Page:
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This is the year you've committed to moving away from the status quo – to change.
You’re determined to empower your staff with the ability to effectively communicate. You’re committed to getting the information you need to fully understand your operation.
Generally, we’d tell you why it’s so important to institute best practices and then show you how to put them into practice.
Today is different.
We’re going to show you how to put the process - infrastructure - in place first. It’s truly the first step in giving your team purpose.
How is your incident management system currently being utilized? What’s your current structure? Better yet, do you even have an infrastructure for optimum management, communication and order?
At this point, if you don’t have a something in place – anything – you’re not getting the crucial data you and your team need to continuously improve your processes and protocols.
Logging in incidents is only one piece of the puzzle. Let’s polish your incident management infrastructure so that you can achieve peace of mind.
Giving your staff the ability to communicate effectively is the goal of developing a solid foundation. You’ll then understand why your infrastructure is so vital to the success of your incident management process.
Your new infrastructure will include representatives from each department where an incident could potentially have an effect on.
This is where you’ll control the whole show on game day. You and your front-of-house staff will put up shop in a location that’ll give them a visual of the entire stadium bowl – full awareness.
Your front-of-house department representatives include:
It’s important that the front-of-house dispatcher monitor a single radio channel for incoming communications. This proven method reduces radio traffic, allowing for all representatives in the command center to receive any calls-for-service and incident details from a central source.
Every department representative needs to have the ability to view and manage their own department’s incident management dispatch queue within the command center.
All incidents coming into your system, and their associated details, should be viewable and manageable by all departments, simultaneously. Segmenting dispatch screens will allow your reps to focus on their incidents while the central dispatcher can maintain focus on the overall event.
The back-of-house command center is set up in a separate location to mitigate confusion for departments, enhancing effective communication.
With a similar setup, your back-of-house command center will also include its own central dispatcher who monitors a single radio channel for all back of house incoming communications.
The back of house department representatives include:
Having two command centers gives you the ability to create incident records for ‘Back-of-House’ departments and ‘Front-of-House’ incidents effortlessly into your incident management system.
Once you separate these dispatch channels, you remove all communication barriers that will affect your incident management process.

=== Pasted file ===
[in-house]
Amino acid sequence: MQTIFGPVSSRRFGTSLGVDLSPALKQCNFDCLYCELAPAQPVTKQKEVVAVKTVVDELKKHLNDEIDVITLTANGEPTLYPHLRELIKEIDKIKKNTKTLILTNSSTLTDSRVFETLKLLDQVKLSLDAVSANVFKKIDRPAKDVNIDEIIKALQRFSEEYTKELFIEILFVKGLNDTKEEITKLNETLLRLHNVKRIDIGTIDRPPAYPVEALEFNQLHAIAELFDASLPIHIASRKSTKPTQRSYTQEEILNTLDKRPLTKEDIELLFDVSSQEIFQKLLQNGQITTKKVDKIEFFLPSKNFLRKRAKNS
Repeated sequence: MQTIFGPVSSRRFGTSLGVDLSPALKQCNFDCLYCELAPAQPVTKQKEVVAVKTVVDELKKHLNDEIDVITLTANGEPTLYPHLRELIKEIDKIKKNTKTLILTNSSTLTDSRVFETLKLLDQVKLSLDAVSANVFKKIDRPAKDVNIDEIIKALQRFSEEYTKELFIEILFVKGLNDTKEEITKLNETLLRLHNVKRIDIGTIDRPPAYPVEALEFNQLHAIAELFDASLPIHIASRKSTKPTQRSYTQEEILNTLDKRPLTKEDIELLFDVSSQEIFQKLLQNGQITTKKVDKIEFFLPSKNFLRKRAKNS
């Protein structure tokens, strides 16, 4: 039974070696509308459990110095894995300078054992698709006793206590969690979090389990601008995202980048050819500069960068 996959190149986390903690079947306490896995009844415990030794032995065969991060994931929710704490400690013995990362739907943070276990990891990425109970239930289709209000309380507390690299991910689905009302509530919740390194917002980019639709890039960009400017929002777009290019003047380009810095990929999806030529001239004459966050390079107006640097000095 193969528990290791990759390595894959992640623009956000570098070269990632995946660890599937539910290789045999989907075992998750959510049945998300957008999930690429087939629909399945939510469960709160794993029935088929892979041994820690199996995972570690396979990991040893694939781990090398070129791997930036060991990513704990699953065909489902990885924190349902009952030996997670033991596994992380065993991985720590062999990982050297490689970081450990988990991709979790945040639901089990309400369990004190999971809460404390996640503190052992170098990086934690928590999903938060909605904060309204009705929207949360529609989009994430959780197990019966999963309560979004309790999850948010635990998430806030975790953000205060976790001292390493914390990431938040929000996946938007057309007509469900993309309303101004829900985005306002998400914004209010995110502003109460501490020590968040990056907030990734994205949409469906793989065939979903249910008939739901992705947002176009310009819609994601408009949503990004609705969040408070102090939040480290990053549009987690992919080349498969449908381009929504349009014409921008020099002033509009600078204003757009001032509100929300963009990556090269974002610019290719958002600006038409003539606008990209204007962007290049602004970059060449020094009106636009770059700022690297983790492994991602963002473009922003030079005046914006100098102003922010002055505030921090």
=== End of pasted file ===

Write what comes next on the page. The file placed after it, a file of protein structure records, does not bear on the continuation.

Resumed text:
The days of incidents that are dispatched, no status, no status, and no status can finally lay to rest.
With your new infrastructure in place, you have the right communication lines open. You’ve improved your process with instant communication, multiple users in multiple locations talking to each other and department segmentation inclusive of the organization and purpose your operation needs.
Now, the status of your property’s incidents from “Dispatched,” “On Scene,” to “Closed,” will be efficiently record the details into your incident management system. Your real-time data is the effect of real-time communication.
Now we’ll show you the result of having order through the chaos.
You can measure and improve your response times with an operational process. You're getting all the data you need because it’s being documented for your analysis.
You can seamlessly analyze and create a benchmark for what an effective response time to an incident is.
From the time it takes your fans to identify an incident, send a text message via your text communication platform, request assistance, your usher to report an incident via a hand-held mobile device, to your central dispatcher in the command center.
For instance, a call for a fight comes in. It’s determined there’s a blood spill on scene; therefore the dispatcher must notify police, fire rescue and notify housekeeping to bring protective gloves for this incident.
From the moment the incident is dispatched to all departments, you can now effectively determine the length of time each associated department takes to arrive on scene from their current locations.
Combined with your new structure and process, you can now dive into the vital questions to help you understand appropriate response times and the effectiveness of your operation. This information is what you need to enhance your incident management process.
Prior to your new infrastructure, your response time to an injury due to a wet spill is seven minutes. Now, your response time to the same type of incident radically decreases to three minutes at your stadium.
That’s results, and this is all because you've built an infrastructure for your operation, allowing you to record comprehensive documentation, communicate it, analyze it, and then use it to strengthen your operation even more.